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I am writing an application which blocks on input from two istreams.

Reading from either istream is a synchronous (blocking) call, so, I decided to create two Boost::threads to do the reading.

Either one of these threads can get to the "end" (based on some input received), and once the "end" is reached, both input streams stop receiving. Unfortunately, I cannot know which will do so.

Thus, I cannot join() on both threads, because only one thread (cannot be predetermined which one) will actually return (unblock).

I must somehow force the other to exit, but it is blocked waiting for input, so it cannot itself decide it is time to return (condition variables or what not).

Is their a way to either:

  • Send a signal a boost::thread, or
  • Force an istream to "fail", or
  • Kill a Boost::thread?


  • One of the istreams is cin
  • I am trying to restart the process, so I cannot close the input streams in a way that prohibits reseting them.


  • I do know when the "end" is reached, and I do know which thread has successfully finished, and which needs to be killed. Its the killing I need to figure out (or a different strategy for reading from an istream).
  • I need both threads to exit and cleanup properly :(


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up vote 4 down vote accepted

I don't think there is a way to do it cross platform, but pthread_cancel should be what you are looking for. With a boost thread you can get the native_handle from a thread, and call pthread_cancel on it.

In addition a better way might be to use the boost asio equivalent of a select call on multiple files. That way one thread will be blocked waiting for the input, but it could come from either input stream. I don't know how easy it is to do something like this with iostreams though.

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Luckily I am developing for a linux machine for now, but would prefer a portable version. Thanks for this! – mmocny Nov 7 '08 at 17:13
pthread_cancel() not making it for me in a similar scenario, not even setting its cancellation type to ASYNCHRONOUS. – gatopeich Mar 21 '11 at 12:24

Yes there is!

boost::thread::terminate() will do the job to your specifications.

It will cause the targeted thread to throw an exception. Assuming it's uncaught, the stack will unwind properly destroying all resources and terminating thread execution.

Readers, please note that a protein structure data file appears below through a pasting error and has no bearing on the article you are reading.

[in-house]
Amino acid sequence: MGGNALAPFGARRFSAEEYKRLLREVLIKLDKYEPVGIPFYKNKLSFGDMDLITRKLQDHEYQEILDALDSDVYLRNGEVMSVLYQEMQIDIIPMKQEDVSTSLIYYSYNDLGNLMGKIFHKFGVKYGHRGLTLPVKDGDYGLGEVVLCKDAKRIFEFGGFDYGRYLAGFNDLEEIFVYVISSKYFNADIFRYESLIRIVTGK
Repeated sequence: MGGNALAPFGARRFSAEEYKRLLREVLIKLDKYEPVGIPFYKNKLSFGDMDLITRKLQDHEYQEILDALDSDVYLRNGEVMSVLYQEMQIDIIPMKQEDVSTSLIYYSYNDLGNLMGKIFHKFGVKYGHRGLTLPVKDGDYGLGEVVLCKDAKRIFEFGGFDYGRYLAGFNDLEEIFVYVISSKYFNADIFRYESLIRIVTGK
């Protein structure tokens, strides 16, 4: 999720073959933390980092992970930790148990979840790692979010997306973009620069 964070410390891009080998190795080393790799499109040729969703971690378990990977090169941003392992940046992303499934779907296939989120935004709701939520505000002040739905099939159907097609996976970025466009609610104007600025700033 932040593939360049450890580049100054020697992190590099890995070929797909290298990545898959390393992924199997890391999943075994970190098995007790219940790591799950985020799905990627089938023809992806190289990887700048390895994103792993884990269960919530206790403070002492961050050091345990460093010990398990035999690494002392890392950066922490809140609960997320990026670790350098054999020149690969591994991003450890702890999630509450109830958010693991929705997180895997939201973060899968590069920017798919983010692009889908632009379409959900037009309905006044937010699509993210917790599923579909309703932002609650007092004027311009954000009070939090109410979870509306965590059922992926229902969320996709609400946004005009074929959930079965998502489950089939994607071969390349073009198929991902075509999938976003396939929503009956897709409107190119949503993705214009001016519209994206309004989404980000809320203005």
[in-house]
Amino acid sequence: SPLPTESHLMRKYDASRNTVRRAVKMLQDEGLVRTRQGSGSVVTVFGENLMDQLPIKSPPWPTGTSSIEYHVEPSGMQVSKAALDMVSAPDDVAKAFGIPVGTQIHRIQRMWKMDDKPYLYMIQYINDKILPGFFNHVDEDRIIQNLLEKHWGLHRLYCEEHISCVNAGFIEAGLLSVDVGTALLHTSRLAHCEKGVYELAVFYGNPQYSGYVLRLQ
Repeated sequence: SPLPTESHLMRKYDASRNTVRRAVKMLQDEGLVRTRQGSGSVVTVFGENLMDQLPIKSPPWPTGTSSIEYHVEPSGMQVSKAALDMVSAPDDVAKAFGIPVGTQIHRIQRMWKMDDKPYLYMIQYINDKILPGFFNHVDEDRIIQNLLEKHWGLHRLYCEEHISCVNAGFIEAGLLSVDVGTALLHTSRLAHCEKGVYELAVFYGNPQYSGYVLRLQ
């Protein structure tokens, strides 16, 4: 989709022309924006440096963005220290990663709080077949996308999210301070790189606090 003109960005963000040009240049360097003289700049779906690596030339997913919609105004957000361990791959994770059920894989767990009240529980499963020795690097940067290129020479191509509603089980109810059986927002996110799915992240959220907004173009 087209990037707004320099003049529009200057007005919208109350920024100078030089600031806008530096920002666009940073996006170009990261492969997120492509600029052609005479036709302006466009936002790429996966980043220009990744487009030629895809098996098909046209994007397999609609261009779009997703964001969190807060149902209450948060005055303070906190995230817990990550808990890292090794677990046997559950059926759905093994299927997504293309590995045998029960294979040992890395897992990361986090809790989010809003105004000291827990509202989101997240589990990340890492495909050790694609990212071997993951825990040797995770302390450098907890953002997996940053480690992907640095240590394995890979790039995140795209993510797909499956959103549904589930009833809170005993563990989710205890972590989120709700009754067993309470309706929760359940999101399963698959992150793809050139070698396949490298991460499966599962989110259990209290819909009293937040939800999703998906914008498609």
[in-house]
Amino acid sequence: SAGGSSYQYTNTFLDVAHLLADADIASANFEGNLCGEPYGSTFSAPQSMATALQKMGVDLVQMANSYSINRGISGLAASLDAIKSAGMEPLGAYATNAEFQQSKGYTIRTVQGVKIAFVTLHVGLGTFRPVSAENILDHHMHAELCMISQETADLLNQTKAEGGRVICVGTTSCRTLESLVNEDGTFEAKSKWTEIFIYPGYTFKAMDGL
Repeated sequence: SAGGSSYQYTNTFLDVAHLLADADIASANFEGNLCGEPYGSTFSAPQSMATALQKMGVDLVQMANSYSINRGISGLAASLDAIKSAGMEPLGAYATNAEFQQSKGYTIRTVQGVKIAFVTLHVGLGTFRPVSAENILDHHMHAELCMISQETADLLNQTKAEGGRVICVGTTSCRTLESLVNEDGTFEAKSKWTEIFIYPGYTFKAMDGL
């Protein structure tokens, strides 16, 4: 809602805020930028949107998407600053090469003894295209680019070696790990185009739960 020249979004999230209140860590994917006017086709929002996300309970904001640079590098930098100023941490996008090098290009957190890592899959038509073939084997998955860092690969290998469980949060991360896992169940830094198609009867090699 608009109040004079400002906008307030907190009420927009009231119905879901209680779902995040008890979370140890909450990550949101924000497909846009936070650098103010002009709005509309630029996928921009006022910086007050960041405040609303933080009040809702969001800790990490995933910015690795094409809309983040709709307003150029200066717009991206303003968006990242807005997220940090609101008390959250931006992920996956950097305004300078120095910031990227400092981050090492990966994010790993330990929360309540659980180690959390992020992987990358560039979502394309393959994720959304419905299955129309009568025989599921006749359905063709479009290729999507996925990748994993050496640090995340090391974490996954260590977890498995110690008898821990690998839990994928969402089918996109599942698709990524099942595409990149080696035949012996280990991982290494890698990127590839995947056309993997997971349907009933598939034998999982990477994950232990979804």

The termination isn't instant. (The wrong thread is running at that moment, anyway.)

It happens under predefined conditions - the most convenient for you would probably be when calling boost::this_thread::sleep();, which you could have that thread do periodically.

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What're you talking about? The boost does not have such a function boost::thread::terminate(). – Hi-Angel May 15 '14 at 12:06
Hi, @YagamyLight. I'm not sure if you really want an answer, but you are free to post a question regarding what happened to boost::thread::terminate after this answer was written. – Drew Dormann May 15 '14 at 18:17

If a boost thread is blocking on an i/o operation (e.g. cin>>whatever), boost::thread::terminate() will not kill the thread. cin i/o is not a valid termination point. Catch 22.

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Well on linux, I use pthread_signal(SIGUSR1), as it interrupts blocking IO. There no such call on windows as I discovered when porting my code. Only a deprecated one in socket reading call. In windows you have to explicitly define an event that will interrupt your blocking call. So there no such thing (AFAIK) as a generic way to interrupt blocking IO.

The boost.thread design handle this by managing well identified interrupt points. I don't know boost.asio well and it seems that you don't want to rely on it anyway. If you don't want to refactor to use non-blocking paradigm, What you can do is using something between non-blocking (polling) and blocking IO. That is do something like (pseudo code ?) :